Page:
Dealing with jerks at work

A jerk is someone who is overly sensitive to parental influences.

Eric Berne, M.D. (Games people play)

We have all had the pleasure of dealing with jerks at work. My personal take on de-personalizing my interactions with such people is inspired by Eric Berne’s book “Games people play”. I remember reading it probably when I was fifteen thanks to my uncle who is a clinical psychiatrist. I did not grok the concepts back then due to the terse words that were used in the book. However, the book kept following me around and eventually it made more sense when I started working.

The book starts off with laying out a simple model of the human psyche and dividing it into the Parent, Adult and Child (PAC) modes of operation. It is quite an intuitive model since anyone would be able to imagine how these three modes would operate. The aha moment, at least for me, was as it delved deeper into how it maps to human interactions, how to detect when a conflict arises and how to de-escalate/prevent such situations.

Lets take for example, the following scenario (exaggerated for drama :-)):

Alice: Explains their approach to solving a problem.

Bob: “That is the stupidest thing I have ever heard.”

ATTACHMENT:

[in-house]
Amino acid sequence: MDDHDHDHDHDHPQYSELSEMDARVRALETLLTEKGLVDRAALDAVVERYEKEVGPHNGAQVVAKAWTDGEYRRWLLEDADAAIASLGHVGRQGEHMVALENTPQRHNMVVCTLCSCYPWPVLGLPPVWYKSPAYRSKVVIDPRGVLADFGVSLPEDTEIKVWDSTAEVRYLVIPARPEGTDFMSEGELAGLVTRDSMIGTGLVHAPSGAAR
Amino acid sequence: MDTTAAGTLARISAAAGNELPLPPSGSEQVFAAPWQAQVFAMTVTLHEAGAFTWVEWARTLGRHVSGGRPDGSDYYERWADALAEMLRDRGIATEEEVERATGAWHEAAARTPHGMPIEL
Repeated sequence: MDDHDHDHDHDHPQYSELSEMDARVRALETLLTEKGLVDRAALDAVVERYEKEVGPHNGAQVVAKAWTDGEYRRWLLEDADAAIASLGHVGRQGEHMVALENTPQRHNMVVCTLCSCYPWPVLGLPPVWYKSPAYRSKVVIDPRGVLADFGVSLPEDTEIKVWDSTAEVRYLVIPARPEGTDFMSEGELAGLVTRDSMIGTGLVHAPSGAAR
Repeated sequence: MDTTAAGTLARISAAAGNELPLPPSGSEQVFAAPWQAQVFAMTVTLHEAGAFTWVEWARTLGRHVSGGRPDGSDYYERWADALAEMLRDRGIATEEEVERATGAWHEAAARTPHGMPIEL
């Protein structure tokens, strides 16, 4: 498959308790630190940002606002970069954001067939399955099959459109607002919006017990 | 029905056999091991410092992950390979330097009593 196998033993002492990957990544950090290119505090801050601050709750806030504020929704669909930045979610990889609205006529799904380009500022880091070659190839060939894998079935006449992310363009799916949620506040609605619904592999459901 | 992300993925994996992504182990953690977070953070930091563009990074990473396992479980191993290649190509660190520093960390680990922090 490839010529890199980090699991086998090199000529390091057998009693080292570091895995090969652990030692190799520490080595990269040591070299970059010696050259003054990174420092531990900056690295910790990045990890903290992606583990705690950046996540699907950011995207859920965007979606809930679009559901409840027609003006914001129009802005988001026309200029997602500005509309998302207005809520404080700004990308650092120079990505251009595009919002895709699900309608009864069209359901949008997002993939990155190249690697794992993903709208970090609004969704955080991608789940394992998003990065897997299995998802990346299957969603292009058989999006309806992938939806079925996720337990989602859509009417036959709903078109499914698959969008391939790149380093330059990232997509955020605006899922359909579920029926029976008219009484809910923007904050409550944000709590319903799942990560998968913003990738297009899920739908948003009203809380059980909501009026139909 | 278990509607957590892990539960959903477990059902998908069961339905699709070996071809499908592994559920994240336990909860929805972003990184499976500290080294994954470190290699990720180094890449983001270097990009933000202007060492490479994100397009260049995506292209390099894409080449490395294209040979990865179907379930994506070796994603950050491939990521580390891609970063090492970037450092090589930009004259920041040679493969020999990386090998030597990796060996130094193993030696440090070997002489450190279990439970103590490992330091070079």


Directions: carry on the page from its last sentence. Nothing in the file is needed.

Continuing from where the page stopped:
Alice: “I don’t think you understand how this works”

And it’s all downhill from here until someone intervenes.

From a transactional analysis perspective, Alice was operating in the Adult mode providing a rational explanation. It was directed at Bob’s Adult mode, but Bob chooses to act in a Parental mode directed at Alice’s Child. A Crossed Transaction as depicted below.

Bob broke the fundamental guarantee of this being an Adult to Adult conversation. Now, Alice (or some one else) could intervene and steer the conversation back to being an Adult conversation, but without any intervention, usually Alice’s mode of operation would gravitate towards their Parent/Child mode based on their life experiences.

Such interactions lead to a better understanding of the predominant modes of operation of individuals and could be used to structure conversations taking into account the individual’s modes of operation, while coaching them to overcome their biases.

A simple awareness of the PAC model de-personalizes any conflicts that might arise and helps you steer the conversation in a direction that leads to a productive outcome for the team.

Now, why do individuals have an enlarged Parent / Child ego states is something that might need help from the spiritual sciences, a topic for a later date…